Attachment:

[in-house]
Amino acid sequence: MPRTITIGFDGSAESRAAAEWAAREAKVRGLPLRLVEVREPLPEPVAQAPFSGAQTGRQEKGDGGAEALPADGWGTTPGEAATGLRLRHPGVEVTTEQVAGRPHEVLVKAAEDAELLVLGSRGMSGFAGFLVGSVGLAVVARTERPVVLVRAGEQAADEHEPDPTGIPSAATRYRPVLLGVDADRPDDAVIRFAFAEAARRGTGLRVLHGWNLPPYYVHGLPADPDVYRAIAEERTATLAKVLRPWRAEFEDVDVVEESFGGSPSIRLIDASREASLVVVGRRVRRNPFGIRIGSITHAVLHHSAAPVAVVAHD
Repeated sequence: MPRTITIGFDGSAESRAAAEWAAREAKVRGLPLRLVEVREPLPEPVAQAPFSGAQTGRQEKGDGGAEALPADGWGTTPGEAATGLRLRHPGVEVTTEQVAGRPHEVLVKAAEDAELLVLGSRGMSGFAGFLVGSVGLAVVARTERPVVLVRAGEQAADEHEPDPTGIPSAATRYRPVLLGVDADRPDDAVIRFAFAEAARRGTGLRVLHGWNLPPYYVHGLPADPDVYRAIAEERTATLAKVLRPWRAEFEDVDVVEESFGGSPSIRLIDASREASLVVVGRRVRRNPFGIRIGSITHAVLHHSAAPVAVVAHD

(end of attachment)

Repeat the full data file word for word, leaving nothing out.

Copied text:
[in-house]
Amino acid sequence: MPRTITIGFDGSAESRAAAEWAAREAKVRGLPLRLVEVREPLPEPVAQAPFSGAQTGRQEKGDGGAEALPADGWGTTPGEAATGLRLRHPGVEVTTEQVAGRPHEVLVKAAEDAELLVLGSRGMSGFAGFLVGSVGLAVVARTERPVVLVRAGEQAADEHEPDPTGIPSAATRYRPVLLGVDADRPDDAVIRFAFAEAARRGTGLRVLHGWNLPPYYVHGLPADPDVYRAIAEERTATLAKVLRPWRAEFEDVDVVEESFGGSPSIRLIDASREASLVVVGRRVRRNPFGIRIGSITHAVLHHSAAPVAVVAHD
Repeated sequence: MPRTITIGFDGSAESRAAAEWAAREAKVRGLPLRLVEVREPLPEPVAQAPFSGAQTGRQEKGDGGAEALPADGWGTTPGEAATGLRLRHPGVEVTTEQVAGRPHEVLVKAAEDAELLVLGSRGMSGFAGFLVGSVGLAVVARTERPVVLVRAGEQAADEHEPDPTGIPSAATRYRPVLLGVDADRPDDAVIRFAFAEAARRGTGLRVLHGWNLPPYYVHGLPADPDVYRAIAEERTATLAKVLRPWRAEFEDVDVVEESFGGSPSIRLIDASREASLVVVGRRVRRNPFGIRIGSITHAVLHHSAAPVAVVAHD